Picked-up pieces from 4th quarter review

Student assistant Mike Rodak takes a look at the television copy of Sunday’s game against the Ravens and offers some of his fourth-quarter observations:

1. Safety Brandon Meriweather’s second-quarter illegal hit on Ravens TE Todd Heap was not proper form, but safety Patrick Chung’s hit on WR Derrick Mason in the end zone to break up a would-be touchdown pass was textbook. After Mason beat LCB Devin McCourty on a quick slant route, Mason had the short pass from QB Joe Flacco in his hands as he crossed into the end zone. However, Chung was able to demonstrate the legal way to break up the pass, leading with his hands to shove Mason down and have the ball fall incomplete. In a game full of big plays, this one meant the difference between a field goal and touchdown for the Ravens.

2. One of the few times in the game when the Patriots tried to establish the running game with RB BenJarvus Green-Ellis was on their first drive of the fourth quarter. The first run went for a short gain after backside LB Dannell Ellerbe came in unblocked behind pulling LG Dan Connolly. The second run was stopped for a loss after center Dan Koppen had trouble containing DL Haloti Ngata, disrupting a zone blocking scheme that would have blocked an otherwise unblocked LB Ray Lewis.

3. However, the Patriots were able to get the ground game established on one of the plays that sparked their touchdown drive in the fourth quarter, a 14-yard Danny Woodhead run. On second-and-11, the Ravens were in their dime package, putting safety Haruki Nakamura up against much larger TE Rob Gronkowski at the point of attack for the run, off the right side of the line. Gronkowski drove Nakamura 10 yards downfield before pushing him to the ground. RT Sebastian Vollmer first sealed a defender at the line of scrimmage before leading Woodhead downfield and getting contact on Ellerbe to stem the first-down run.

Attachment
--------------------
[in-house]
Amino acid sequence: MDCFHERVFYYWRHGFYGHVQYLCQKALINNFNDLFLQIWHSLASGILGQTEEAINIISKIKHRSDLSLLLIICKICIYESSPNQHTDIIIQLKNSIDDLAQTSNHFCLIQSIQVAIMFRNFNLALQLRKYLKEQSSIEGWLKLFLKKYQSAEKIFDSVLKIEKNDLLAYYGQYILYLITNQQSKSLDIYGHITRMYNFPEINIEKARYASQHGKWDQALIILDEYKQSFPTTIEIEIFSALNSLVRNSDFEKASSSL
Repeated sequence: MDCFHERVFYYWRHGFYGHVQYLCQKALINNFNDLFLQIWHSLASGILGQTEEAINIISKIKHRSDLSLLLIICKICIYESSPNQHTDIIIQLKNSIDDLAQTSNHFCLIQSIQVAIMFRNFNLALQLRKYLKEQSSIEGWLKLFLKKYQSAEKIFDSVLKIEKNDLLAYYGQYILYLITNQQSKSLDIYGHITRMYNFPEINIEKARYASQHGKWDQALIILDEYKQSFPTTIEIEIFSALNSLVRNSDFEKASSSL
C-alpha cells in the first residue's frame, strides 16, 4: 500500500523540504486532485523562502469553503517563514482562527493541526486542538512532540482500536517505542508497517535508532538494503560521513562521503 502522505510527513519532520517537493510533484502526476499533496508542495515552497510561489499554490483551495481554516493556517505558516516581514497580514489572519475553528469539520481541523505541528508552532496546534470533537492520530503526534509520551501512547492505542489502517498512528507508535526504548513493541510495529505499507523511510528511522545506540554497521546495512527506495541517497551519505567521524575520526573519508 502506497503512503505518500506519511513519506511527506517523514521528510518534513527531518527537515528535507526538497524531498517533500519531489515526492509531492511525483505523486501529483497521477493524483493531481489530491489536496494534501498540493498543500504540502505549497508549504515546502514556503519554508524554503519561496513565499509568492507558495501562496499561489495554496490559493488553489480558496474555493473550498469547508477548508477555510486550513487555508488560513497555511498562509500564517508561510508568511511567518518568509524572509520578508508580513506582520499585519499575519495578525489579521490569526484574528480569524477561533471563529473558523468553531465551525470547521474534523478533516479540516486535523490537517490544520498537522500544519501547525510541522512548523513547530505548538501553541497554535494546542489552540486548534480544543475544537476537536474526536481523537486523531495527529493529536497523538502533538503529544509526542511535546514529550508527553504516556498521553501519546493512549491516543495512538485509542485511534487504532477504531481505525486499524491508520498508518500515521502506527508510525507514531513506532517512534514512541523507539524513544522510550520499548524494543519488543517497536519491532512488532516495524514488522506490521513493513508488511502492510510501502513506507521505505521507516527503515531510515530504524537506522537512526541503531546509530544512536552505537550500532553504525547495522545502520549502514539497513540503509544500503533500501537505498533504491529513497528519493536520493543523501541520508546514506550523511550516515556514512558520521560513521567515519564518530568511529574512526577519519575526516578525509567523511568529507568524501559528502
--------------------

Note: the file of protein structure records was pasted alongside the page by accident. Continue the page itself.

4. When the Patriots offense moved 80 yards on 13 plays to set up the game-tying field goal, they did so using short, controlled passing and precise route-running. The only third down situation came at the end of the drive, when Brady’s pass to Branch fell incomplete. Otherwise, the offense stayed out of third-and-long plays, which along with the short passing neutralized the Ravens’ pass rush. As Branch noted in his post-game press conference, the game may not have gone to overtime had he heard the correct adjustment from Brady and had ran the correct route near the end zone. Instead, the Patriots settled for a field goal.

5. The Patriots altered their sub package, using ILB Dane Fletcher to spy Ravens RB Ray Rice. On the final drive of regulation, the Ravens targeted Rice all three plays, with two passes falling incomplete. On second down, Rice caught the pass from Flacco, but was quickly wrapped up by Fletcher before he could record a first down and move the Ravens closer to game-winning field goal range. It was an out-of-the-box strategic move by the Patriots coaching staff that paid off.